What Are Environmental Sensitivities?
Environmental sensitivities (ES) are a range of reactions to environmental factors including chemicals, foods, biological agents and electromagnetic radiation, at levels of exposure tolerated by many people.
It includes a range of overlapping chronic conditions such as Multiple Chemical Sensitivity (MCS) also known as environmental sensitivity/multiple chemical sensitivity (ES/MCS)
This condition is recognized as a disability by the Canadian Human Rights Commission.
Sufferers then become sensitised to substances or phenomena in their everyday environment at levels well below what would be considered to be acceptable to “normal” people.
Sensitivity reactions can be triggered by scented products, paints, petrochemicals, cigarette smoke, pesticides, pets, plants, electromagnetic radiation, molds, foods or additives among other things.
Possible Symptoms Include
- heightened sense of smell
- difficulty concentrating and/or remembering
- variability in mental processing
- feeling dull, groggy or spacey
- lack of coordination or balance
- ringing in the ears
Upper Respiratory System
- stuffy and/or itchy nose
- blocked ears
Lower Respiratory System
- shortness of breath
- frequent bronchitis or pneumonia
- red, watery eyes
- dark circles under eyes
- pain in eyes
- disturbed vision
- excessive salivation
- abdominal pain
- blood sugar fluctuations
- joint and muscle pain in the extremities and/or back
- muscle twitching, spasm or weakness
- swollen limbs
- Rapid or irregular heartbeat
- cold extremities
- high or low blood pressure
- flushing (whole body, or isolated, such as ears, nose or cheeks)
- eczema and other rashes
- frequency and urgency to urinate
- painful bladder spasms
Some Factors Which Contribute To The Development Of ES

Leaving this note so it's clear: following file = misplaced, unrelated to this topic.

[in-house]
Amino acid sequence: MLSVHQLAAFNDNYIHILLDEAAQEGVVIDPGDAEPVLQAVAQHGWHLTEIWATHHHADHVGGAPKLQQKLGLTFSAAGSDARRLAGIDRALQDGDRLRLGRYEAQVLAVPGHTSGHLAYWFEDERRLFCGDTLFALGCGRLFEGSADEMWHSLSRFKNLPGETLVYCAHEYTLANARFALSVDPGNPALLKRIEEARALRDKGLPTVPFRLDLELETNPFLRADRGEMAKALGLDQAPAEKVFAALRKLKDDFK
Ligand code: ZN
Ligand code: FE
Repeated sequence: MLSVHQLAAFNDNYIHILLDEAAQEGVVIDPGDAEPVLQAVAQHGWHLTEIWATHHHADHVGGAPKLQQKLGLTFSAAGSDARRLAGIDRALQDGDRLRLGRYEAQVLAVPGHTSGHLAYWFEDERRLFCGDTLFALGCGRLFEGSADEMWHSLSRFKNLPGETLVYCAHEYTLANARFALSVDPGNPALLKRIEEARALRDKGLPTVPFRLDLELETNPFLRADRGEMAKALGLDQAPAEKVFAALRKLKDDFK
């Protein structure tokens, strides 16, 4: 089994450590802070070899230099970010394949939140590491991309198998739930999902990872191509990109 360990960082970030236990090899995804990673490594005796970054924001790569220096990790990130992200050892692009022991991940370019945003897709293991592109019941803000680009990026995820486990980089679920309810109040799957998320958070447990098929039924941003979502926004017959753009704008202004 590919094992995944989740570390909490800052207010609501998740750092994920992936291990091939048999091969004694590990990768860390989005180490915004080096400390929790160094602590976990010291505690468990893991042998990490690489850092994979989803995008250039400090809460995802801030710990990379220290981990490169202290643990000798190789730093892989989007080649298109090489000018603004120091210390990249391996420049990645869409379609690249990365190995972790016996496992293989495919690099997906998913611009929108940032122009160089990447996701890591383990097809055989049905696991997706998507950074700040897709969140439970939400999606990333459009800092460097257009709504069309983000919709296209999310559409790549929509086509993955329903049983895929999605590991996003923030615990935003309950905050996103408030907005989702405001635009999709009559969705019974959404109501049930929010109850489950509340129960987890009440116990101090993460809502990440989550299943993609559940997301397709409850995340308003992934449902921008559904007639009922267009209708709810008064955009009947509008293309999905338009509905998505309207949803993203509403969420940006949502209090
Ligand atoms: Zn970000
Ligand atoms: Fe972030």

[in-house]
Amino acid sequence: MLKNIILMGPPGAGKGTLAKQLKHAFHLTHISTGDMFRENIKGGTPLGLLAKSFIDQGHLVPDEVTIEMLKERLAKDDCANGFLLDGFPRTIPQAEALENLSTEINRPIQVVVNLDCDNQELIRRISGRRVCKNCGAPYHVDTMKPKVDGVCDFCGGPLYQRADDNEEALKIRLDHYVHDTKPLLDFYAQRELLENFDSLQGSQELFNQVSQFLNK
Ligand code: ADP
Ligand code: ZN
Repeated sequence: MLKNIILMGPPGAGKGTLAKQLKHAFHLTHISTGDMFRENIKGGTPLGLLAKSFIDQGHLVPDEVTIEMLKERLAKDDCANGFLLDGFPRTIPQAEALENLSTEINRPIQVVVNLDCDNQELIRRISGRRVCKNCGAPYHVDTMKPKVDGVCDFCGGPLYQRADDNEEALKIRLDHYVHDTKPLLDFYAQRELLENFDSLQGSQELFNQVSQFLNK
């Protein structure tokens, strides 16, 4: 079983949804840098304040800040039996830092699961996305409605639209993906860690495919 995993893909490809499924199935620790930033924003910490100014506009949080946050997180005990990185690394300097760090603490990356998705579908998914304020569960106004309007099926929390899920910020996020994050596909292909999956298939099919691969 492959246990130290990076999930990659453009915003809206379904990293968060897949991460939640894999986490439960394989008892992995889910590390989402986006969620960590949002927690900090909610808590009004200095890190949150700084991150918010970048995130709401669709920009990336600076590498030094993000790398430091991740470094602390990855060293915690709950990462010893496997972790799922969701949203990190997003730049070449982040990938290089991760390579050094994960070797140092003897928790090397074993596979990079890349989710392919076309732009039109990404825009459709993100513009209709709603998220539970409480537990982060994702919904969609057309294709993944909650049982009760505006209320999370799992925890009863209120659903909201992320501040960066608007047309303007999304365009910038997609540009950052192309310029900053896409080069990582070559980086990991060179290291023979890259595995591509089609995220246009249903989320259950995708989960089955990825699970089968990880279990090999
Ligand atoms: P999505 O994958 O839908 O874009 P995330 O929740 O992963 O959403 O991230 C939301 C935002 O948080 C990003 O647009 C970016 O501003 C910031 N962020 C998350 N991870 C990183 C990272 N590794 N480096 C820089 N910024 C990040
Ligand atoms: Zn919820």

- Exposure to chemicals such as pesticides, or biological contaminants such as mold
- Long term exposure to low levels of hazardous substances
- Chronic low-level exposure, at work and at home
- A single overwhelming exposure such as a chemical spill.
The effects of environmental sensitivities can be overwhelming. Productive people may suddenly or gradually become unable to tolerate offices, homes, schools, hospitals, and public places.
Employers, who may or may not be aware of the problem, may refuse to make the accommodations necessary to allow people affected to continue working in safety.
Many people with sensitivities lose their jobs if they are not provided with the accommodations they need to work productively. Some become homeless. All too often, retirement savings are depleted, and debts are incurred in attempts to create safe living conditions and to fund the costs of treatment.
Treatment of these problems can be expensive and difficult to obtain and includes avoidance of triggers.
Some people with sensitivities do improve after many years if they are able to find a safe environment in which to live and work, and if they can obtain and afford treatments that are both tolerable and effective for them.
Sadly, despite skills and education, some people with sensitivities end up on social assistance. Many become socially isolated as they are forced to retreat from places and activities they love, and for some, the devastation extends to losing spouses, family and friends who may not believe that they are ill.
The disability may be invisible, but it is real.
Like all Canadians, we are entitled to freedom from discriminatory treatment, which includes the right to accessible workplaces, accommodation, and public facilities.
Over 1 Million Canadians Are Affected By An Increasing Health Condition, Multiple Chemical Sensitivity (MCS). See the statistics
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